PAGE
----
The innate immune system matures early on along with tissue development. In particular, innate lymphoid cells (ILCs, including Natural Killer (NK) cells, already colonize tissues during fetal life and acquire their effector functions already pre-natally. However, exposure to different environmental signals, including microbial infection, can still remodel ILCs and leave permanent epigenetic marks. Our group focuses on delineating transcriptionally and epigenetically the immune functional programs pre-wired during development as well as those emerged and imprinted after exposure to environmental stimuli, in particular persistent virus, thereby setting the threshold of our immune fitness and tolerance to tissue damage. Our aim is to understand the key homeostatic checkpoints, which, once altered, can initiate inflammatory circuits and lead to disease.
Aim 1: Analysis of ex vivo dynamics of NK cell clonality and epigenetic remodeling in response to HCMV. In this part of the project, we aim to understand how NK cell clonal expansions are generated and maintained. To this aim, we will perform the following experiments:
A) Lineage tracing over time of human NKG2C+ and NKG2C– NK cells derived from peripheral blood of HCMV+ and HCMV– healthy individuals by performing scATACseq/scRNAseq and analysis of mitochondrial mutations (DOGMAseq).5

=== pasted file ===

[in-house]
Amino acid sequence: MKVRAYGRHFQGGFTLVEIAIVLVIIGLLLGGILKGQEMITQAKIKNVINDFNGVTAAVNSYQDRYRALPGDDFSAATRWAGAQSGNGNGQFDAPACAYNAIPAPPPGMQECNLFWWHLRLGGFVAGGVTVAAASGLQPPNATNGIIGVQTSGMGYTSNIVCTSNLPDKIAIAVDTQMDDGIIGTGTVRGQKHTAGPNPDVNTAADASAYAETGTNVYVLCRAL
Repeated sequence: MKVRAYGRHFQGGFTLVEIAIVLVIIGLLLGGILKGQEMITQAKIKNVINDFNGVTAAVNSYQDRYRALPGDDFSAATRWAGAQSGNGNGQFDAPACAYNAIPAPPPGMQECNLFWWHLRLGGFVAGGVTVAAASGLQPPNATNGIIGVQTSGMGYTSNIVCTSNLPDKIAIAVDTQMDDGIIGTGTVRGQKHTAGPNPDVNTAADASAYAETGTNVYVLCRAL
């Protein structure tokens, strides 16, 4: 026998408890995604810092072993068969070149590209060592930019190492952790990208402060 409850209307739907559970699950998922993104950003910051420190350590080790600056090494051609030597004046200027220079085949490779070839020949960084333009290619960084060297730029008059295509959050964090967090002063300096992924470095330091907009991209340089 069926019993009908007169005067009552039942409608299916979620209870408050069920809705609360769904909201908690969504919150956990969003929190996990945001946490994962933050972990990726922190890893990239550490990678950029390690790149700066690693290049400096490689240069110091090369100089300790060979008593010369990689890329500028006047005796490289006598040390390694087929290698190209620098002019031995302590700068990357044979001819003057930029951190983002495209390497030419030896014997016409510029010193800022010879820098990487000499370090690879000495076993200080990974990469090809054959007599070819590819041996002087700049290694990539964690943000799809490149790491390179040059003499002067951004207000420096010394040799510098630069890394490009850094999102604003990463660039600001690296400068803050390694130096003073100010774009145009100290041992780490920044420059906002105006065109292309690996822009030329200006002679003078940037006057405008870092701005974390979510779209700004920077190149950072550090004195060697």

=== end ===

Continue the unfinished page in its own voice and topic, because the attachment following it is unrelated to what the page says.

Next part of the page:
B) Lineage tracing over time of human NKG2C+ and NKG2C– donor NK cells in patients undergoing hematopoietic stem cell transplantation and HCMV reactivation (established cooperation with Hematology Charité, Prof L. Büllinger). NK cells will be isolated from peripheral blood of patients between day 10 and day 30 after transplantation, during HCMV reactivation (typically around day 30), and at later time points (day 60-120). DOGMAseq will be performed as in 1A. Moreover, clinical and laboratory parameters along with sequencing of HCMV-relevant proteins will be assessed.
Aim 2: Analysis of in vitro dynamics of NK cell clonality and epigenetic remodeling in response to HCMV-derived signals. In this part of the project, we aim to understand the signals driving NK cell clonal expansion. To this aim, we will mimic NK cell clonal expansion in vitro by culturing human NKG2C+ “naive” NK cells derived from peripheral blood of HCMV– healthy individuals in the presence of signals mimicking HCMV stimulation (NKG2C peptide ligands, CD2 costimulation, and pro-inflammatory cytokines). Proliferating NK cells will be sorted at different time points and DOGMA-seq will be performed.